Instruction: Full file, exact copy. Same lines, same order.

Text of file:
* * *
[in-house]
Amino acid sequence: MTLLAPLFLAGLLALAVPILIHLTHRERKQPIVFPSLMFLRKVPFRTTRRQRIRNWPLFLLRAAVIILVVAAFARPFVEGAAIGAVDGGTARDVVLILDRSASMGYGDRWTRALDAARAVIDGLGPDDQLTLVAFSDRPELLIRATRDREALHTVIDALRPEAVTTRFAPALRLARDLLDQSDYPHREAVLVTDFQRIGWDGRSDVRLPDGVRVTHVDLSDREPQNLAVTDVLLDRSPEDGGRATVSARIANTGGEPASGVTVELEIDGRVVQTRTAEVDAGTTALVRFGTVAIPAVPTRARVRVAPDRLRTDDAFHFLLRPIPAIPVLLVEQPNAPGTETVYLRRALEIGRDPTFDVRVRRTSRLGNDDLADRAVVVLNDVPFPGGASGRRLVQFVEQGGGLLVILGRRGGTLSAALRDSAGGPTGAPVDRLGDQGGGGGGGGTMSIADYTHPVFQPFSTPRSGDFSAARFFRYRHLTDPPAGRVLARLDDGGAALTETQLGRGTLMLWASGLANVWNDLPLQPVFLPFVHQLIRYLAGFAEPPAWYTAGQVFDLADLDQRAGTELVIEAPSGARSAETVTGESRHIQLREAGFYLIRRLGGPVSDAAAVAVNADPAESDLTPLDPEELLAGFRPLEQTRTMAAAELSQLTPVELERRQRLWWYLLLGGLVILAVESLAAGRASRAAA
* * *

[in-house]
Amino acid sequence: MTLLAPLFLAGLLALAVPILIHLTHRERKQPIVFPSLMFLRKVPFRTTRRQRIRNWPLFLLRAAVIILVVAAFARPFVEGAAIGAVDGGTARDVVLILDRSASMGYGDRWTRALDAARAVIDGLGPDDQLTLVAFSDRPELLIRATRDREALHTVIDALRPEAVTTRFAPALRLARDLLDQSDYPHREAVLVTDFQRIGWDGRSDVRLPDGVRVTHVDLSDREPQNLAVTDVLLDRSPEDGGRATVSARIANTGGEPASGVTVELEIDGRVVQTRTAEVDAGTTALVRFGTVAIPAVPTRARVRVAPDRLRTDDAFHFLLRPIPAIPVLLVEQPNAPGTETVYLRRALEIGRDPTFDVRVRRTSRLGNDDLADRAVVVLNDVPFPGGASGRRLVQFVEQGGGLLVILGRRGGTLSAALRDSAGGPTGAPVDRLGDQGGGGGGGGTMSIADYTHPVFQPFSTPRSGDFSAARFFRYRHLTDPPAGRVLARLDDGGAALTETQLGRGTLMLWASGLANVWNDLPLQPVFLPFVHQLIRYLAGFAEPPAWYTAGQVFDLADLDQRAGTELVIEAPSGARSAETVTGESRHIQLREAGFYLIRRLGGPVSDAAAVAVNADPAESDLTPLDPEELLAGFRPLEQTRTMAAAELSQLTPVELERRQRLWWYLLLGGLVILAVESLAAGRASRAAA